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Lot 2 - «Deisis», Stroganov School, 16th century

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(Russia, late 16th century)

Stroganov School
Egg yolk tempera on wood
31 x 27 cm

Provenance: Burnov collection

The Deisis is a traditional iconic representation of Christ in Majesty or Christ Pantocrator, enthroned, carrying a book, and flanked by the Virgin Mary and St. John the Baptist.
The representation of the present Icon is a kind of enlarged version of Deisis, where the typical subjects are abreast by the Archangels Michael and Gabriel, Sant Peter and Saint Paul.

The pictorial technique, of great delicacy, is proof of an accomplished science and great mastery.
The drawing, precise, is very accurate. The colors, in the tones retained and transparent, are raised by the gold laid by some slight brush strokes.
They shine with an immaterial brilliance and the whole scene seems to bathe in the golden light of the other world. The best qualities of the school Stroganov are gathered on this small icon.

Stroganov School (СтÑ€огановскаÑ_xFFFE_ школа in Russian) is a conventional name for the last major Russian icon-painting school, which thrived under the patronage of the fabulously rich Stroganov family of merchants in the late 16th and 17th century.

Representing the last vital stage of Russian medieval painting before the westernization of Russian art at the end of the 17th century, the so-called Stroganov school produced not so much a coherent style as a type of icon.

The works of art of the Stroganov School have, in fact, quite a few features in common, such as small size, exquisite diminutiveness, refined palette (mostly achieved with half-tints, golden, and silver colors), density of paint layers, graphic precision of details, fragile and somewhat pretentious delicacy of characters' postures and gestures, richness of their vestments, and complicated fantasy of landscape background.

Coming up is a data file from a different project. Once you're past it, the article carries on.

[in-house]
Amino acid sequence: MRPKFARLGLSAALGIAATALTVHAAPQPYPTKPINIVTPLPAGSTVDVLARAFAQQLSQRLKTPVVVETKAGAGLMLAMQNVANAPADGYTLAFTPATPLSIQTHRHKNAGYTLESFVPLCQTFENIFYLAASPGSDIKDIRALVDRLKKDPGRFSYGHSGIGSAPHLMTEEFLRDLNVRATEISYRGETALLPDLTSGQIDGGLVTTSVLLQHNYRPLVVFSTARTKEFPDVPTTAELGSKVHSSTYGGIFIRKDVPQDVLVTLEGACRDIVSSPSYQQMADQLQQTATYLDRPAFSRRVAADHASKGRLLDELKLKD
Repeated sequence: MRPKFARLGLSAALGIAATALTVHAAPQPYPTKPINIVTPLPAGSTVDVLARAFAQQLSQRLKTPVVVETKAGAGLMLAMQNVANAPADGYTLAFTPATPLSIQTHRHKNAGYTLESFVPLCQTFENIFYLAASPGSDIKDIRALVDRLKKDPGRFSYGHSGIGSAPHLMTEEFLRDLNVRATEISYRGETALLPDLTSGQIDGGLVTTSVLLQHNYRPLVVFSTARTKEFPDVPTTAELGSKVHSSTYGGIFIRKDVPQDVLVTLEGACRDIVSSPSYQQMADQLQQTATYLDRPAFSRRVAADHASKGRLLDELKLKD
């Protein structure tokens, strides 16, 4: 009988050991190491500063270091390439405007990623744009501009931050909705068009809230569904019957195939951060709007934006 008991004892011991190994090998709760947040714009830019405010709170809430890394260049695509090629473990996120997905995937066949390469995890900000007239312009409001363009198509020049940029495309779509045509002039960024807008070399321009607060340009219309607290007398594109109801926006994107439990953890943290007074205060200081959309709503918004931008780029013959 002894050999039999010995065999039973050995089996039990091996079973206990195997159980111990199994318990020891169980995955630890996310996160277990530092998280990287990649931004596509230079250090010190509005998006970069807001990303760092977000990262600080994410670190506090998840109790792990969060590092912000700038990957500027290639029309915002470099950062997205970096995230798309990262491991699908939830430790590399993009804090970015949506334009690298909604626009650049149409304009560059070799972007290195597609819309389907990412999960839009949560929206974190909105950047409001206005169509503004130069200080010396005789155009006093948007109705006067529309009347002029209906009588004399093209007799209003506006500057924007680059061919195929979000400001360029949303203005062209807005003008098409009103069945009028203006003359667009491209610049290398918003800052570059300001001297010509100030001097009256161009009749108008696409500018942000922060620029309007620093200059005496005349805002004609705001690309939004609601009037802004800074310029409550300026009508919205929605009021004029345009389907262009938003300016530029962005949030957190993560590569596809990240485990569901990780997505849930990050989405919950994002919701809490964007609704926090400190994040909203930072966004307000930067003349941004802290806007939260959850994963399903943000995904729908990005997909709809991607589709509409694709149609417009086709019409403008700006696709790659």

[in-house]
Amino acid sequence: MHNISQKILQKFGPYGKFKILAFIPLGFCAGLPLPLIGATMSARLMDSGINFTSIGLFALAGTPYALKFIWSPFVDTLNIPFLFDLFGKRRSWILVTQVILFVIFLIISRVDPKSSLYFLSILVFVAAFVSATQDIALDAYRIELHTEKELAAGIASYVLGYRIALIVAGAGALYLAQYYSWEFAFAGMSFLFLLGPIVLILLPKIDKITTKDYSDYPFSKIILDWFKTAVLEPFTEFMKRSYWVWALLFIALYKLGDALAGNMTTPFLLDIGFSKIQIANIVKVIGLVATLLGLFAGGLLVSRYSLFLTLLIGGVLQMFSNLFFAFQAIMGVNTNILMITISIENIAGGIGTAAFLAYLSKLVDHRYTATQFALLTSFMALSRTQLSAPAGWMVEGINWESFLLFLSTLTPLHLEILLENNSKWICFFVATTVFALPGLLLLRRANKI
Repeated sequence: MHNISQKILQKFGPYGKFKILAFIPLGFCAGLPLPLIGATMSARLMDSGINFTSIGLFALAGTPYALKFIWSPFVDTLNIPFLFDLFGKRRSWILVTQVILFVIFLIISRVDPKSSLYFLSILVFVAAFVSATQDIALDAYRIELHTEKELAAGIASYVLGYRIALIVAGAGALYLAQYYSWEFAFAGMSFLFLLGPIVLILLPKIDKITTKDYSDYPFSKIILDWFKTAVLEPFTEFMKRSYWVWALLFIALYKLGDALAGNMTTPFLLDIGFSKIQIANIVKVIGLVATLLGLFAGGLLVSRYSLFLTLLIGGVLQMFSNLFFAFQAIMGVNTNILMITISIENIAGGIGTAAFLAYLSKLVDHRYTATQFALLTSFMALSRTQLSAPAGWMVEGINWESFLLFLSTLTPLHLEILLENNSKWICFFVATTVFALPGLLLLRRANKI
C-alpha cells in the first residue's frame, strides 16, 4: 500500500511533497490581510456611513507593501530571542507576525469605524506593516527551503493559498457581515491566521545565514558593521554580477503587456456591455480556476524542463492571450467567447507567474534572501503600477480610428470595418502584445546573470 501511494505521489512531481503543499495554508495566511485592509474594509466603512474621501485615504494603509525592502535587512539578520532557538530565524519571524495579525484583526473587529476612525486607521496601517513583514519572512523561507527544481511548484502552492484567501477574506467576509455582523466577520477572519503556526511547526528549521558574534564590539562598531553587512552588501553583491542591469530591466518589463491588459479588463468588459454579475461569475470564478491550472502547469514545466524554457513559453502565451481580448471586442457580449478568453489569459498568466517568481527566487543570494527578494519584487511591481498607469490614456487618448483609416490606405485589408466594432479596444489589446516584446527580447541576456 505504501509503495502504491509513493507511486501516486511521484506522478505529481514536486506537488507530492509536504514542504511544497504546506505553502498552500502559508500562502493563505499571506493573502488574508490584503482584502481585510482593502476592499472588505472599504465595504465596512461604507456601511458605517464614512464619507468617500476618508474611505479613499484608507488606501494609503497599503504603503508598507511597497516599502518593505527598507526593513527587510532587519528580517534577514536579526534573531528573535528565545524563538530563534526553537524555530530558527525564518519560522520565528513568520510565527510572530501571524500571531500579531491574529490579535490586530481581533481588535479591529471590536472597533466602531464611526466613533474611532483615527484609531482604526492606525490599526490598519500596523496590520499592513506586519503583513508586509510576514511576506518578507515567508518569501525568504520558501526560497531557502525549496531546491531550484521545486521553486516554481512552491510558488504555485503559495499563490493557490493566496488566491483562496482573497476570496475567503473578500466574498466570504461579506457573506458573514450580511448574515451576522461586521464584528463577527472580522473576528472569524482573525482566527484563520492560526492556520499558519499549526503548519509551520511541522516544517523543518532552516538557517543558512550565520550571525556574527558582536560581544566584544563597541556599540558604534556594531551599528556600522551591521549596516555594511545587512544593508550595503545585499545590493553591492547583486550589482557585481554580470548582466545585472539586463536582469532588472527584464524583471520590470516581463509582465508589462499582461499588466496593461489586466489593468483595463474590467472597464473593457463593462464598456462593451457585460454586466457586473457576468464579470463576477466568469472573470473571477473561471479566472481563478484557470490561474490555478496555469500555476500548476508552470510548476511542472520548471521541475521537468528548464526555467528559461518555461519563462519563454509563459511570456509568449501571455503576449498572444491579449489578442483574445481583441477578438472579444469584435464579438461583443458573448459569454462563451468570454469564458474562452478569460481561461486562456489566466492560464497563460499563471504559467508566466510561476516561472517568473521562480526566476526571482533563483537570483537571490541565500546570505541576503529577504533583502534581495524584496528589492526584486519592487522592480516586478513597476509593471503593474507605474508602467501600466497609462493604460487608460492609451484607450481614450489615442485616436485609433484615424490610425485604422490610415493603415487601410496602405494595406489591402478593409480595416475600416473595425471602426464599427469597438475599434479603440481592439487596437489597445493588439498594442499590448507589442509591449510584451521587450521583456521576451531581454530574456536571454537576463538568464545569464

In its richness and refinement, the art of the Stroganov school reflected the tastes of royal and noble patrons. Working in a muted colour range dominated by golden brown, the Stroganov masters substituted for the colouristic brilliance of the earlier Russian tradition a lavish use of gold and silver linear highlights whose strongly abstract patterns matched the mannered fragility of the figures.
They embellished their icons with frames and halos of beaten gold and silver.
The naturalism proscribed by the church for major representations was ingeniously introduced by the Stroganov school in background details of architecture, vegetation, and even atmospheric effects. Finally, the Stroganov masters excelled at composition; though their works are very small and sometimes include many figures, they never appear crowded.

The Stroganov school remained influential until the end of the 17th century, but after about 1650 it gradually declined and lost its refinement.
The foundation of the new capital of St. Petersburg in 1703 by Tsar Peter I the Great marked a turning point in Russian art: although icon painting continued to follow the Russo-Byzantine tradition throughout the 19th century, the major artistic activity shifted to secular art and Europe’s Baroque style.
Very fine.

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Thème : Art religieux Ajouter ce thème à mes alertes